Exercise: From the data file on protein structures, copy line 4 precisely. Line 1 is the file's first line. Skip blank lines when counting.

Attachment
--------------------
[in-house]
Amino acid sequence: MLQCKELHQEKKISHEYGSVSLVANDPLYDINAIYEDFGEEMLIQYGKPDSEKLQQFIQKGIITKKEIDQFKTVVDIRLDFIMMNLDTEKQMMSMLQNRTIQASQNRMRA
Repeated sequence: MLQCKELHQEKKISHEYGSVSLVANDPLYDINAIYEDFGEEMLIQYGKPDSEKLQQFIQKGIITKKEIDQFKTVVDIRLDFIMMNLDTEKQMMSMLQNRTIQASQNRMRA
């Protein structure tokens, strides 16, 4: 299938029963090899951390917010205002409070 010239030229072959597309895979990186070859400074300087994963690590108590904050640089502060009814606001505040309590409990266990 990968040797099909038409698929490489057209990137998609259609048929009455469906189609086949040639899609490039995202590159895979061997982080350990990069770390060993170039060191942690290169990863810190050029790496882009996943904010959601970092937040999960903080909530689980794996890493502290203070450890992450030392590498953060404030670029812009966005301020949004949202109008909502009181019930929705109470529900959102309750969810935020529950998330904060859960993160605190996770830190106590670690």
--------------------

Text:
């Protein structure tokens, strides 16, 4: 299938029963090899951390917010205002409070 010239030229072959597309895979990186070859400074300087994963690590108590904050640089502060009814606001505040309590409990266990 990968040797099909038409698929490489057209990137998609259609048929009455469906189609086949040639899609490039995202590159895979061997982080350990990069770390060993170039060191942690290169990863810190050029790496882009996943904010959601970092937040999960903080909530689980794996890493502290203070450890992450030392590498953060404030670029812009966005301020949004949202109008909502009181019930929705109470529900959102309750969810935020529950998330904060859960993160605190996770830190106590670690």